Our organic cotton

Our organic cotton

Why contract cultivation?
TAISHOBOSEKI's Organic Cotton

The world's production of organic cotton is about 0.7% of the total production of cotton.
Organic cotton production has been flat at less than 1% in recent years due to strict cultivation rules, certification costs and labor, and the development of genetically modified technology.
Organic cotton accounts for about 30% of the cotton used by TAISHOBOSEKI during the five years from April 2015 to March 2020, of which more than 60% is grown under contract.

Since the days when farming organic cotton was a difficult business, we promised to buy all of the cotton harvested in the fall of that year before farmers began planting, and we have supported contract farmers so that they can continue organic cultivation with peace of mind.
We will tell you the story of how we started to grow organic cotton under contract.

The trigger was brown cotton.

It was in 1993 that brown cotton first arrived at TAISHOBOSEKI.
It was brown cotton that was bred by Ms. Sally Fox, an advocate of organic cotton, so that it could be spun with great effort.
At first, brown cotton was introduced to other spinning manufacturers, but they were afraid that brown cotton would be mixed with white cotton, and after being refused by several companies, it arrived at TAISHOBOSEKI.

Since that time, we have not been afraid of failure nor bound by the old constitution or common sense of the spinning industry.

Is cotton good for the environment?

After meeting Ms. Sally, we started thinking about the environment.
At that time, it could be said that no spinning manufacturer had any sense of what an environmental crisis is. It was common knowledge in the industry that cotton, which is a natural fiber, is an environmentally friendly material.
However, we learned that the pesticides and defoliants used in cotton cultivation actually had an impact on the soil and air, so cotton being environmentally friendly, was not always the case.
We soon decided to use as much organic cotton as possible, which is produced under environmentally friendly rules.
We first started importing organic cotton from Texas and California, but the quality of the raw cotton we received was poor and it was very difficult to spin.
After importing poor quality cotton several times, we thought that the only way to get good cotton was by contract cultivation. We asked Ms. Sally, "Are there any farmers who grow quality organic cotton?"

Fateful encounter

Ms.Sally introduced us to Mr. Dosi Alvarez in New Mexico.
Since 1992, he has been cultivating high quality cotton such as the extra-long staple cottons Supima, as well as the long staple cotton Akara organically. This surprised us since we thought that organic cotton was of poor quality.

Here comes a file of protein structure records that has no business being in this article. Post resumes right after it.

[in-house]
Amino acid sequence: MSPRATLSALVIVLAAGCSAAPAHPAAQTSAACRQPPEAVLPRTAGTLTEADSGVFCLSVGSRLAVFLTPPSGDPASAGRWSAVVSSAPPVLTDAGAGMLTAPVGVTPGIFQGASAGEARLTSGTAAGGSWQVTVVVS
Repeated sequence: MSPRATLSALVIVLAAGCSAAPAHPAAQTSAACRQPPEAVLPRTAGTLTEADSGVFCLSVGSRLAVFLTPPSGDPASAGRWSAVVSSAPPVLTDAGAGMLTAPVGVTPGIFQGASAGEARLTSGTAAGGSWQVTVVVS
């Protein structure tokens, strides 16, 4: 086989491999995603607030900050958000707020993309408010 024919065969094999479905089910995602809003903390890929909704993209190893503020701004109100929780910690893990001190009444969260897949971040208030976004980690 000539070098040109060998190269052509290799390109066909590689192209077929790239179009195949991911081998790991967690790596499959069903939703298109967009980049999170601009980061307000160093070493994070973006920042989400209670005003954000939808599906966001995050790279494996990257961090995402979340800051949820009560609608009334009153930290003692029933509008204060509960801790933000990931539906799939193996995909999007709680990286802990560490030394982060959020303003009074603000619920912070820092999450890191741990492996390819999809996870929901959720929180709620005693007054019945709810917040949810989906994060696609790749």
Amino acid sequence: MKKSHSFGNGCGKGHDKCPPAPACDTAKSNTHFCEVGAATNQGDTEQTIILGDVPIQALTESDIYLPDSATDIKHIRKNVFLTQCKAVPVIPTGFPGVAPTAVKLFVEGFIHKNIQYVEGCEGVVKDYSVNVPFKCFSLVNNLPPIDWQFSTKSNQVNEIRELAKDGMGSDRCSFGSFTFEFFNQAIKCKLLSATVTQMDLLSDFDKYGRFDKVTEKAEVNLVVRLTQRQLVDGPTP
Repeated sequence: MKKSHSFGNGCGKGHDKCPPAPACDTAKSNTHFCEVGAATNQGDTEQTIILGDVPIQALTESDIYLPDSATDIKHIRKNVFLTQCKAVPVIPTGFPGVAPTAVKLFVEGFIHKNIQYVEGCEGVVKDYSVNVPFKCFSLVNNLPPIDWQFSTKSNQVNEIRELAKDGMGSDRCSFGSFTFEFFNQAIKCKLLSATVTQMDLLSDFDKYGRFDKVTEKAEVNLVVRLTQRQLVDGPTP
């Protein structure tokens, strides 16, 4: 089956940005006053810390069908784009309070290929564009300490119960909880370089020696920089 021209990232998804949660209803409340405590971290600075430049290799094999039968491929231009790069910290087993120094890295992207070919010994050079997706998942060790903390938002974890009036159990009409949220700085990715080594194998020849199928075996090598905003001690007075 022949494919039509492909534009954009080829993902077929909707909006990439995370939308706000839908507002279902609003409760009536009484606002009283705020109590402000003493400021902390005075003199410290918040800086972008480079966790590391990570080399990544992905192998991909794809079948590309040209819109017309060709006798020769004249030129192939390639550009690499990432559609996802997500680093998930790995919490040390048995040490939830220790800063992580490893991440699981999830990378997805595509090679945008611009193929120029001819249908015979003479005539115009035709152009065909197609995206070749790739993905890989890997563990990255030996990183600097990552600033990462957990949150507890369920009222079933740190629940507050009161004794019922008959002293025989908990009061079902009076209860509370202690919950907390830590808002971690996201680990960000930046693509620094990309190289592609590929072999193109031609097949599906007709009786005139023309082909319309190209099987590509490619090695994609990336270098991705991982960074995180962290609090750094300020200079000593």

We had a strong desire to use Mr. Alvarez's cotton, but we couldn't because he had an exclusive cultivation contract with Swiss spinning.
Over the next few years, we struggled against poor quality organic cotton, but the turning point came in 2000.
Swiss spinning went bankrupt, and TAISHOBOSEKI was asked to sign a contract with Alvarez Farm. In response to the offer, TAISHOBOSEKI promised to "use all the harvested organic cotton," and the long-awaited contract cultivation started. And in 2002, the first organic cotton from Alvarez farm arrived at TAISHOBOSEKI.
The raw cotton from the Alvarez farm sparked the creativity of the engineers and ignited their craftsmanship. Until then, it was difficult to spin 40th yarn, but now 120th yarn can be spun.
We have developed and released extremely soft twisted and extra-fine count yarns one after another, and have acquired a new class of users.
In recognition of our pioneering efforts to protect the environment through our business, we received the "MAINICHI Fashion Award" in 2008, which has been awarded to many prominent fashion designers. In 2010, we were certificated by both GOTS and The OCS for the first time as a Japanese producer of spun cotton, and appealed to the market the importance of raw material sustainability and traceability.
From then until now, we continue to undergo annual audits and have maintained certification without interruption.

Connect bonds

We visit the farm every year and have a sustainable relationship with Ms.Sally and Mr.Alvarez.
From 2018, with the introduction of Ms. Sally, we started a new contract cultivation with Mr. David in Texas.
Although he is still a young man in the mid-30s, he scientifically grows organic cotton and practices efficient farming without wasting water resources.

We have built a relationship of trust with farmers through contract cultivation, and have met them in person to learn about seeds, water, pesticides, fertilizers, and much more.
We believe that it is our responsibility as an upstream company to accurately convey the above information and improve the environment of the entire supply chain.